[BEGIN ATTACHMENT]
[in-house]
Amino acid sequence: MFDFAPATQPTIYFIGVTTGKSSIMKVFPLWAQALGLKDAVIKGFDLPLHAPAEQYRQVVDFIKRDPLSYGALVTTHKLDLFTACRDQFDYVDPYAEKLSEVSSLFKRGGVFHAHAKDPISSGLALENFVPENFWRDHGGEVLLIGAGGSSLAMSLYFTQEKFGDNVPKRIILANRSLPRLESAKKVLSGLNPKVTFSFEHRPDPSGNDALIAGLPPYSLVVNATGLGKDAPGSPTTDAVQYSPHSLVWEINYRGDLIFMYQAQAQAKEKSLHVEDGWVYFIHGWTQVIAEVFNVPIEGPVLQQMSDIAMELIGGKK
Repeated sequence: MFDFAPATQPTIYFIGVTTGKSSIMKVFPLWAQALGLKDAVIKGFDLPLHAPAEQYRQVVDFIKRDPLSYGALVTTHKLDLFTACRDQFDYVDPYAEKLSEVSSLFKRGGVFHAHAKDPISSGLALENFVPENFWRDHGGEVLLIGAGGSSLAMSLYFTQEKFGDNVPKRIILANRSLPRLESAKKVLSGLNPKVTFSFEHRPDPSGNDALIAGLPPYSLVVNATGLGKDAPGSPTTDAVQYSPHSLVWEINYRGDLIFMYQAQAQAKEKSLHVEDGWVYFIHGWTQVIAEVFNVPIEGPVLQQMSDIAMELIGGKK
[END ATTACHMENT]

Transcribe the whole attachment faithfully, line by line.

[in-house]
Amino acid sequence: MFDFAPATQPTIYFIGVTTGKSSIMKVFPLWAQALGLKDAVIKGFDLPLHAPAEQYRQVVDFIKRDPLSYGALVTTHKLDLFTACRDQFDYVDPYAEKLSEVSSLFKRGGVFHAHAKDPISSGLALENFVPENFWRDHGGEVLLIGAGGSSLAMSLYFTQEKFGDNVPKRIILANRSLPRLESAKKVLSGLNPKVTFSFEHRPDPSGNDALIAGLPPYSLVVNATGLGKDAPGSPTTDAVQYSPHSLVWEINYRGDLIFMYQAQAQAKEKSLHVEDGWVYFIHGWTQVIAEVFNVPIEGPVLQQMSDIAMELIGGKK
Repeated sequence: MFDFAPATQPTIYFIGVTTGKSSIMKVFPLWAQALGLKDAVIKGFDLPLHAPAEQYRQVVDFIKRDPLSYGALVTTHKLDLFTACRDQFDYVDPYAEKLSEVSSLFKRGGVFHAHAKDPISSGLALENFVPENFWRDHGGEVLLIGAGGSSLAMSLYFTQEKFGDNVPKRIILANRSLPRLESAKKVLSGLNPKVTFSFEHRPDPSGNDALIAGLPPYSLVVNATGLGKDAPGSPTTDAVQYSPHSLVWEINYRGDLIFMYQAQAQAKEKSLHVEDGWVYFIHGWTQVIAEVFNVPIEGPVLQQMSDIAMELIGGKK